United States District Court, D. Maryland
L. RUSSELL, III, UNITED STATES DISTRICT JUDGE.
MATTER is before the Court on Defendants Holly Pierce and
Wexford Health Sources, Inc.'s (“Wexford”)
Motion to Dismiss or in the Alternative, Motion for Summary
Judgment (ECF No. 11) and Plaintiff Merrick Stedman's
Motion to Amend Pleadings or Consent Request to Defendants to
Allow Amendment or in the Alternative Motion for Leave to
Amend (“Motion to Amend”) (ECF No.
The Motions are ripe for disposition, and no hearing is
necessary. See Local Rule 105.6 (D.Md. 2018). For
the reasons outlined below, the Court will grant
Defendants' Motion and deny as moot Stedman's Motion
Stedman, a self-represented Maryland prisoner confined at
North Branch Correctional Institution (“NBCI”),
was transferred to NBCI on July 15, 2015. (Compl. at 5, ECF
No. 1). Two days later, Dr. Mahboob Ashraf and Nurse Dawn
Hawk evaluated Stedman and diagnosed him with left shoulder
pain and tonsillitis. (Id.). Stedman was otherwise
in good health. (Id.). However, after drinking the
tap water in his cell and noticing that the water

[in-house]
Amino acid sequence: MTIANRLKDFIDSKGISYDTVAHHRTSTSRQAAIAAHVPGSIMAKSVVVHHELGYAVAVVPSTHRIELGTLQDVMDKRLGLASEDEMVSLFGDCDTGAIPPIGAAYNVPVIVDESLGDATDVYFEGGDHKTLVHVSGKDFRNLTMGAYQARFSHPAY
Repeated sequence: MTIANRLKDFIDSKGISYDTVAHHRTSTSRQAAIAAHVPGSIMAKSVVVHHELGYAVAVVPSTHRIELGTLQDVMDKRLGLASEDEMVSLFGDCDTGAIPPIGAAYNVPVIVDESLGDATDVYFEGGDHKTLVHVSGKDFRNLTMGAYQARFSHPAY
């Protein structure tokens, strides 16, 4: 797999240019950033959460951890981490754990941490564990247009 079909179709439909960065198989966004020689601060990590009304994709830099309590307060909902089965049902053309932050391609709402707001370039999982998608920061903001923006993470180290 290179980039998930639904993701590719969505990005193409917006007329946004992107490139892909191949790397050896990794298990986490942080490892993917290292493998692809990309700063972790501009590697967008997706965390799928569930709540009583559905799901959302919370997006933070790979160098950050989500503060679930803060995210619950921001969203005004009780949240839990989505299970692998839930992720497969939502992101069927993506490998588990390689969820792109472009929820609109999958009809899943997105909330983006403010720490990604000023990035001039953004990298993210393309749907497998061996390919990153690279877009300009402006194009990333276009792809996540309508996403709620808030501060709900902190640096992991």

“tasted gritty, ” Stedman became concerned that
the water was contaminated. (Id.). Because of his
concern, Stedman wrote to the Environmental Protection Agency
and the City of Cumberland, Maryland asking for water quality
first began to get sick on or about November 25, 2015.
(Id.). After discovering that the nail on his big
toe had started turning grayish-white, Stedman placed a
sick-call and received antibiotics for a toe infection.
(Id.). Three months after completing the course of
antibiotics, Stedman's cellmate was diagnosed with
H-pylori. (Id.). On July 3, 2016, Stedman attended
sick-call and asked the nurse whether he should be tested for
H-pylori in light of his cellmate's diagnosis.
(Id. at 5-6). The nurse advised Stedman that he
could only contract H-pylori by “playing in feces,
contaminated water[, ] or food and that [he] had nothing to
worry about.” (Id. at 6).
began to feel ill again around September 1, 2016.
(Id. at 6). On September 10, 2016, Stedman
complained to Nurse Moyer about migraine headaches that were
becoming more frequent and more painful. (Defs.' Mot.
Dismiss Alt. Mot. Summ. J. [“Defs.' Mot.”]